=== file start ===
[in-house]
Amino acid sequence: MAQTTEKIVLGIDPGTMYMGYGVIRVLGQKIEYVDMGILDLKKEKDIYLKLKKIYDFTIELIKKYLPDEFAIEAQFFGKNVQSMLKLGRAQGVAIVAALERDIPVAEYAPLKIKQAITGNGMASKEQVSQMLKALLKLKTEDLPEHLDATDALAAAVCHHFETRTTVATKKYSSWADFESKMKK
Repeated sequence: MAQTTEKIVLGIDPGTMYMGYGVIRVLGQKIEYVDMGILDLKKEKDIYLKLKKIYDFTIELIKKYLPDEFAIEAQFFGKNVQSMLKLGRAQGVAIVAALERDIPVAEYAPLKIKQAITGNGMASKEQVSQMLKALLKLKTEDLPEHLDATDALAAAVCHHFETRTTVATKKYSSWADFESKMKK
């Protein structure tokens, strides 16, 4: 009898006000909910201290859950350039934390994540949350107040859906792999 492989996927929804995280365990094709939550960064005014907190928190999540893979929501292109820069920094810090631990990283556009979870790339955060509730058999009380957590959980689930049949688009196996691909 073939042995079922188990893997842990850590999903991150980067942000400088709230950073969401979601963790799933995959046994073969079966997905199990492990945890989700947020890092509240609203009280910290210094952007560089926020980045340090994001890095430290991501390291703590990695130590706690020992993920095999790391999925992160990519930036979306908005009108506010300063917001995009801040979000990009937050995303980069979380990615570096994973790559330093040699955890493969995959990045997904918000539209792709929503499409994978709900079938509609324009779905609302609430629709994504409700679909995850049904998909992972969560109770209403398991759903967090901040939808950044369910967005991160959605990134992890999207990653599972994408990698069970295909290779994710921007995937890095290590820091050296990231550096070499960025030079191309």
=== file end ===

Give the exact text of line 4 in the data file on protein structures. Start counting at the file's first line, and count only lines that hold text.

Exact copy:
């Protein structure tokens, strides 16, 4: 009898006000909910201290859950350039934390994540949350107040859906792999 492989996927929804995280365990094709939550960064005014907190928190999540893979929501292109820069920094810090631990990283556009979870790339955060509730058999009380957590959980689930049949688009196996691909 073939042995079922188990893997842990850590999903991150980067942000400088709230950073969401979601963790799933995959046994073969079966997905199990492990945890989700947020890092509240609203009280910290210094952007560089926020980045340090994001890095430290991501390291703590990695130590706690020992993920095999790391999925992160990519930036979306908005009108506010300063917001995009801040979000990009937050995303980069979380990615570096994973790559330093040699955890493969995959990045997904918000539209792709929503499409994978709900079938509609324009779905609302609430629709994504409700679909995850049904998909992972969560109770209403398991759903967090901040939808950044369910967005991160959605990134992890999207990653599972994408990698069970295909290779994710921007995937890095290590820091050296990231550096070499960025030079191309």